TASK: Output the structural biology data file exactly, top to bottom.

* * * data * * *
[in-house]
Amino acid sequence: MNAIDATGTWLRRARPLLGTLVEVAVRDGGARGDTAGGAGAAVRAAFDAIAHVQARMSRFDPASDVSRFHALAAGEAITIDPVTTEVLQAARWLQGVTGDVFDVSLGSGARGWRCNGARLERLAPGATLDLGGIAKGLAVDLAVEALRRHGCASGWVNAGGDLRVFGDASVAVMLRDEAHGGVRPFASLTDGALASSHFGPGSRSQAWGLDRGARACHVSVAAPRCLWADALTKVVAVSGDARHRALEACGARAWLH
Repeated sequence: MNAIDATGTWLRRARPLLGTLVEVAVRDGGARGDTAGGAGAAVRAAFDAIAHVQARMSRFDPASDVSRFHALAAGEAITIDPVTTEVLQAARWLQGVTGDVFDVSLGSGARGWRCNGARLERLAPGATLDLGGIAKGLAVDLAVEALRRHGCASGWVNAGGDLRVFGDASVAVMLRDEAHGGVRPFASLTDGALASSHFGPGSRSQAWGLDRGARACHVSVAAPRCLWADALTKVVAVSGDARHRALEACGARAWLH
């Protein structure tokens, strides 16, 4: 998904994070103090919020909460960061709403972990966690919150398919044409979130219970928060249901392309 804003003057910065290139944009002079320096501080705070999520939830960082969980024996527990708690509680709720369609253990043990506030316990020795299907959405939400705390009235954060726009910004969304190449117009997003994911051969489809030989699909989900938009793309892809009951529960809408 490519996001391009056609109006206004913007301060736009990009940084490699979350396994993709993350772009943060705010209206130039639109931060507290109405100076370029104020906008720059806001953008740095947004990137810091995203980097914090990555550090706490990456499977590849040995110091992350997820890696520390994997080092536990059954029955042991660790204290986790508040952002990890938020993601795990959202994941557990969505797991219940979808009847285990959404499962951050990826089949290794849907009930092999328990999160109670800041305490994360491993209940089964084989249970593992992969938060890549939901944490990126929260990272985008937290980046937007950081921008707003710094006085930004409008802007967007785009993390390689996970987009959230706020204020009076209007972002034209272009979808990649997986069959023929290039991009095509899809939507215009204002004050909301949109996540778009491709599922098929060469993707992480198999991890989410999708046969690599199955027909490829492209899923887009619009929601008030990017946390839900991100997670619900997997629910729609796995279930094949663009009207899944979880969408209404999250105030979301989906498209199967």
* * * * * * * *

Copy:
[in-house]
Amino acid sequence: MNAIDATGTWLRRARPLLGTLVEVAVRDGGARGDTAGGAGAAVRAAFDAIAHVQARMSRFDPASDVSRFHALAAGEAITIDPVTTEVLQAARWLQGVTGDVFDVSLGSGARGWRCNGARLERLAPGATLDLGGIAKGLAVDLAVEALRRHGCASGWVNAGGDLRVFGDASVAVMLRDEAHGGVRPFASLTDGALASSHFGPGSRSQAWGLDRGARACHVSVAAPRCLWADALTKVVAVSGDARHRALEACGARAWLH
Repeated sequence: MNAIDATGTWLRRARPLLGTLVEVAVRDGGARGDTAGGAGAAVRAAFDAIAHVQARMSRFDPASDVSRFHALAAGEAITIDPVTTEVLQAARWLQGVTGDVFDVSLGSGARGWRCNGARLERLAPGATLDLGGIAKGLAVDLAVEALRRHGCASGWVNAGGDLRVFGDASVAVMLRDEAHGGVRPFASLTDGALASSHFGPGSRSQAWGLDRGARACHVSVAAPRCLWADALTKVVAVSGDARHRALEACGARAWLH
């Protein structure tokens, strides 16, 4: 998904994070103090919020909460960061709403972990966690919150398919044409979130219970928060249901392309 804003003057910065290139944009002079320096501080705070999520939830960082969980024996527990708690509680709720369609253990043990506030316990020795299907959405939400705390009235954060726009910004969304190449117009997003994911051969489809030989699909989900938009793309892809009951529960809408 490519996001391009056609109006206004913007301060736009990009940084490699979350396994993709993350772009943060705010209206130039639109931060507290109405100076370029104020906008720059806001953008740095947004990137810091995203980097914090990555550090706490990456499977590849040995110091992350997820890696520390994997080092536990059954029955042991660790204290986790508040952002990890938020993601795990959202994941557990969505797991219940979808009847285990959404499962951050990826089949290794849907009930092999328990999160109670800041305490994360491993209940089964084989249970593992992969938060890549939901944490990126929260990272985008937290980046937007950081921008707003710094006085930004409008802007967007785009993390390689996970987009959230706020204020009076209007972002034209272009979808990649997986069959023929290039991009095509899809939507215009204002004050909301949109996540778009491709599922098929060469993707992480198999991890989410999708046969690599199955027909490829492209899923887009619009929601008030990017946390839900991100997670619900997997629910729609796995279930094949663009009207899944979880969408209404999250105030979301989906498209199967």